Other snack foods native to the South include corn dogs (hot dogs breaded with cornmeal), pralines (almond or pecan clusters), and the Moon Pie (a chocolate-coated marshmallow sandwich cookie), invented at the Chattanooga Bakery in Tennessee in 1917.
Collard Greens with Hamhocks
- 1 to 2 medium smoked hamhocks, or 1 pound smoked pork neckbones
- 2 pounds collard greens, or 3 to 4 large bunches (if fresh greens are not available, use frozen)
- 1 teaspoon salt
- Hot sauce (optional)
- Put hamhocks or neckbones in large pot of water.
- Boil for about 1½ hours, adding more water as needed.
- If using fresh greens, rinse well.
- Stack greens and roll together.
- Slice rolled greens into thin strips.
- When hamhocks begin to fall apart, add greens to pot. Add as many as you can, then let them wilt down to make room to add more. Continue until all greens are in the pot. (If using frozen greens, simply pour them right from the package into the pot when hamhocks begin to fall apart.)
- Add salt, cover, and cook for 30 minutes over medium heat, stirring every few minutes.
- When greens are tender, serve with slotted spoon so liquid drains out. Sprinkle hot sauce on greens, if desired.
- 3 to 4 cups water
- 3 family-sized tea bags
- ¼ teaspoon baking soda
- 1 to 1⅓ cups of sugar
- Bring 3 to 4 cups water to a boil.
- Add baking soda and tea bags to the water.
- Remove from heat and cover.
- Allow to set for 10 to 15 minutes.
- Pour into a gallon pitcher and add sugar.
- Add cold water to make 1 gallon.
Serves 4 to 6.
- 1 cup light brown sugar
- 1 Tablespoon flour
- ⅓ teaspoon salt
- 1 egg white
- 1 teaspoon vanilla extract
- 2 cups chopped pecans
- Preheat oven to 275° F .
- Combine the sugar, flour, and salt in a mixing bowl.
- Beat egg white until stiff in a separate bowl.
- Add vanilla extract to egg white.
- Fold in flour mixture and pecans.
- Drop by teaspoonfuls onto a greased cookie sheet.
- Bake for 30 to 35 minutes.
- Cool and remove cookies from sheet.
Makes 2 to 3 dozen.
6 POLITICS, ECONOMICS, AND NUTRITION
People living in the Southern states generally receive adequate nutrition in their diets. Traditional Southern cooking is high in fat and calories, and many modern Southerners are striving for a healthier lifestyle, reserving the delicious fried and sugary foods for special occasions and celebrations.
Southern teens and adults are slightly more likely than people from other parts of the United States to smoke cigarettes. This is due in part to the role tobacco farming has played in the economies of such states as Kentucky, Tennessee, Virginia, and North and South Carolina.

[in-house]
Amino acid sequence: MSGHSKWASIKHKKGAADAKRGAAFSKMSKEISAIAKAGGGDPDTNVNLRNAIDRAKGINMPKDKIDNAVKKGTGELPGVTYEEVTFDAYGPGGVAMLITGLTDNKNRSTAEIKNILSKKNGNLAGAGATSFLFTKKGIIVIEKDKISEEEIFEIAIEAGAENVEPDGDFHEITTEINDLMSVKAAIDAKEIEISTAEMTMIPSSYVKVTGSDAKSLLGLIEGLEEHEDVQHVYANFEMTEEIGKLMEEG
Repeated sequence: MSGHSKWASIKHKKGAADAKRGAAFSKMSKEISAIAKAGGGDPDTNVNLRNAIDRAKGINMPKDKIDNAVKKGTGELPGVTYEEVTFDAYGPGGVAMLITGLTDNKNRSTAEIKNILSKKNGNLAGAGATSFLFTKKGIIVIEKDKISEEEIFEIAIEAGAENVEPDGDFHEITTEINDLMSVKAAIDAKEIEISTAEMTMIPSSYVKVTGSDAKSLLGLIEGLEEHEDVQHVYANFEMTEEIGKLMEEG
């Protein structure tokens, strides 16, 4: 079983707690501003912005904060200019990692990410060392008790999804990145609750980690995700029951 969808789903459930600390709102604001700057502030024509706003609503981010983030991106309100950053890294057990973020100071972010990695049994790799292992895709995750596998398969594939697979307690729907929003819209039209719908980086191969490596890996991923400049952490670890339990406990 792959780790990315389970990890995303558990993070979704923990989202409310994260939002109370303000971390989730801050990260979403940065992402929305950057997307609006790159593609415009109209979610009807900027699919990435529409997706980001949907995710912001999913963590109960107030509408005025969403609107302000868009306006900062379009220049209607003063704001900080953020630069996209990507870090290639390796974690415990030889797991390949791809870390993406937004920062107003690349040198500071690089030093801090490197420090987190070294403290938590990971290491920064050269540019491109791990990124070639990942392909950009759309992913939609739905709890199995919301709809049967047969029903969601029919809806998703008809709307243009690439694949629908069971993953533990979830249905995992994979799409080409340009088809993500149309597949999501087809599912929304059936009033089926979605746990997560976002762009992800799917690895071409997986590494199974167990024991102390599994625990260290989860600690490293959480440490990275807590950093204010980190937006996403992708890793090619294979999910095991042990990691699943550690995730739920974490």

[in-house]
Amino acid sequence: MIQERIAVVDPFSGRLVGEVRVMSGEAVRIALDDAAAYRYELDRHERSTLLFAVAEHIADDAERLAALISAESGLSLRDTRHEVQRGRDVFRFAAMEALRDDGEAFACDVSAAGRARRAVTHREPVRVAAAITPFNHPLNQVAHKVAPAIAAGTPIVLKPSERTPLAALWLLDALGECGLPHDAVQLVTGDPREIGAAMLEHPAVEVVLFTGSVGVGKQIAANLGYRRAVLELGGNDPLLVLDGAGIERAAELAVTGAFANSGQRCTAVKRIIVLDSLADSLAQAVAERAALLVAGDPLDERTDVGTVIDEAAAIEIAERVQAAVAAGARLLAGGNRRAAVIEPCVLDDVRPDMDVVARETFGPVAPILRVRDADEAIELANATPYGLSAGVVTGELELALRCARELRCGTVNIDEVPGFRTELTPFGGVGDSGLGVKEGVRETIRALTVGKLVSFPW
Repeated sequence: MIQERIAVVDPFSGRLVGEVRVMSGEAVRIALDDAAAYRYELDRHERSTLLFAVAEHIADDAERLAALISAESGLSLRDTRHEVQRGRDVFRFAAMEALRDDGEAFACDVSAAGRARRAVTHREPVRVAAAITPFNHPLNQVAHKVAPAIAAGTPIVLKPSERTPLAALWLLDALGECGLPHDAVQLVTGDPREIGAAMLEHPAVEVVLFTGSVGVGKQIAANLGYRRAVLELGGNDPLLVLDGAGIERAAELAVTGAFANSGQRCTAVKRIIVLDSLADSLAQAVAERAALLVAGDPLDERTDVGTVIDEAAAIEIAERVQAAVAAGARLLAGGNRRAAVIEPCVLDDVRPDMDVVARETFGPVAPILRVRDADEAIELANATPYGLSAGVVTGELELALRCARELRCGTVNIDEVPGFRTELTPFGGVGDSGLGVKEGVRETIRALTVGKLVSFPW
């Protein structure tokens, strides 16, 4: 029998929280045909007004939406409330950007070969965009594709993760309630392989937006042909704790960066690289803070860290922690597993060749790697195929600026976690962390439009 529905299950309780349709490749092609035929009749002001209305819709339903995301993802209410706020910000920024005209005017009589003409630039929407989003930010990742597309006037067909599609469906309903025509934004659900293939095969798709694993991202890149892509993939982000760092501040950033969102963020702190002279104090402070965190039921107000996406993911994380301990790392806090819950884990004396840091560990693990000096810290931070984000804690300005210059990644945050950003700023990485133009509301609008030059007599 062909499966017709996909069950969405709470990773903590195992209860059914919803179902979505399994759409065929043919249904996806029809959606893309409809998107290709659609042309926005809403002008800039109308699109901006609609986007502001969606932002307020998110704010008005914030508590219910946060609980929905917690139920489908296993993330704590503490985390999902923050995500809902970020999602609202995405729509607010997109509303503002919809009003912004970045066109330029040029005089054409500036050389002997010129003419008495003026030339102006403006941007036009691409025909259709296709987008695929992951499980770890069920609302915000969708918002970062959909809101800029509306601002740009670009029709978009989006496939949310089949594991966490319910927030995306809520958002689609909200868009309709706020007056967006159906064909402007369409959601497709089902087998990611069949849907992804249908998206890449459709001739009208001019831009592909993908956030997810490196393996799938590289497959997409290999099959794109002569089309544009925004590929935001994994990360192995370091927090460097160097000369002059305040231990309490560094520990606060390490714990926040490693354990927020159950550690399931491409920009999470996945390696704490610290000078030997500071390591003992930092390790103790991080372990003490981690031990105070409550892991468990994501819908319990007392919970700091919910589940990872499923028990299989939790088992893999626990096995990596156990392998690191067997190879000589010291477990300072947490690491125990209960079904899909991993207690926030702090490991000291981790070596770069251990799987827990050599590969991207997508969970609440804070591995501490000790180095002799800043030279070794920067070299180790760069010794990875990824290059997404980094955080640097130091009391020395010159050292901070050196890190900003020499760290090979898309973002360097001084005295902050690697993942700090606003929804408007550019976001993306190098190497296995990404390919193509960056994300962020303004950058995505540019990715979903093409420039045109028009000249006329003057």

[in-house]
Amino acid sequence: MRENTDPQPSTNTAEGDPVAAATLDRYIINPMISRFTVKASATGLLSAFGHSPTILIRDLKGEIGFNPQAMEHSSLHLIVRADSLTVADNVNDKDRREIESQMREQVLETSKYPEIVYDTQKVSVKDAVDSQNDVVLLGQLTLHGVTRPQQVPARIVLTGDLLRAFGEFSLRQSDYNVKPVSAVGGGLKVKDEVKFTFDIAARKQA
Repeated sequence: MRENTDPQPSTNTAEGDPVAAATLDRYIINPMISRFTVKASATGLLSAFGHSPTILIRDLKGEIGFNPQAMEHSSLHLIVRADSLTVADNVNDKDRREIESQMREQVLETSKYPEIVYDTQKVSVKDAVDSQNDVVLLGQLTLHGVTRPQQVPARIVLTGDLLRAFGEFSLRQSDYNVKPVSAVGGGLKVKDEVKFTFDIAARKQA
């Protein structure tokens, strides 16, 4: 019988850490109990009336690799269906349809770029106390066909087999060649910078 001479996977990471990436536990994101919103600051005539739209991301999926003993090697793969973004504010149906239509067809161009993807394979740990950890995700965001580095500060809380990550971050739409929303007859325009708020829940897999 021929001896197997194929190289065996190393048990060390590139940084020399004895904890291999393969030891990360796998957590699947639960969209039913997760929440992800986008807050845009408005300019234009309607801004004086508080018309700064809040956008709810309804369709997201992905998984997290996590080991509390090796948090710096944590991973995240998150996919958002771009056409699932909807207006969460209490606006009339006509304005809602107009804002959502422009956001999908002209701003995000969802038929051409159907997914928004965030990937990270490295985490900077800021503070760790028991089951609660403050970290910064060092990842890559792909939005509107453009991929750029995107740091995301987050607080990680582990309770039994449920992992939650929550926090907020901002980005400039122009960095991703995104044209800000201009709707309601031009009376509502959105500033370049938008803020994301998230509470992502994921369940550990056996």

7 FURTHER STUDY
Edge, John T. A Gracious Plenty: Recipes and Recollections from the American South . New York, Putnam, 1999.
Edge, John T. Southern Belly: The Ultimate Food Lover's Companion to the South . Athens, GA: Hill Street Press, 2000.
Egerton, John, Ann Bleidt Egerton, and Al Clayton. Southern Food: At Home, on the Road, in History . Chapel Hill: University of North Carolina, 1993.
Hayes, Isaac. Cooking with Heart and Soul . New York: Putnam Publishing Group, 2000.
Lundy, Ronni. Butter Beans to Blackberries: Recipes from the Southern Garden . New York: North Point Press, 1999.
Miller, Joni. True Grits: The Southern Foods Mail-Order Catalog . New York: Workman Publishing, 1990.
Reed, John Shelton, and Dale Volberg Reed. 1001 Things Everyone Should Know about the South . New York: Doubleday, 1996.
AnythingSouthern.com: The Online Gateway to the South. [Online] Available at http://www.anythingsouthern.com (accessed April 12, 2001).
Chitterling Site, The (or The Soul Food Site). [Online] Available at http://www.chitterlings.com (accessed April 12, 2001).
Civil War Interactive. [Online] Available at http://civilwarinteractive.com (accessed April 12, 2001).
CooksRecipes.com. [Online] Available http://www.cooksrecipes.com (accessed April 17, 2001).
Creole and Cajun Recipe Page, The. [Online] Available at http://www.gumbopages.com/recipe-page.html (accessed April 13, 2001).
DixieDining.com. [Online] Available at http://www.dixiedining.com (accessed April 12, 2001).
Gritlit.com: More Southern food than you can shake a stick at. [Online] Available at http://www.gritlit.com (accessed April 12, 2001).
Grits. [Online] Available at http://www.grits.com (accessed April 12, 2001).
Origins of Southern Food, Fall 1996: Applied Anthropology course project at the University of West Florida in Pensacola. [Online] Available at http://www.uwf.edu/tprewitt/sofood (accessed April 11, 2001).
SouthernFood.com. [Online] Available at http://www.southernfood.com (accessed April 12, 2001).
Southern Foodways Alliance. [Online] Available at http://www.southernfoodways.com (accessed April 12, 2001).
Southern U.S. Cuisine. [Online] Available at http://southernfood.about.com/food/southernfood (accessed April 12, 2001).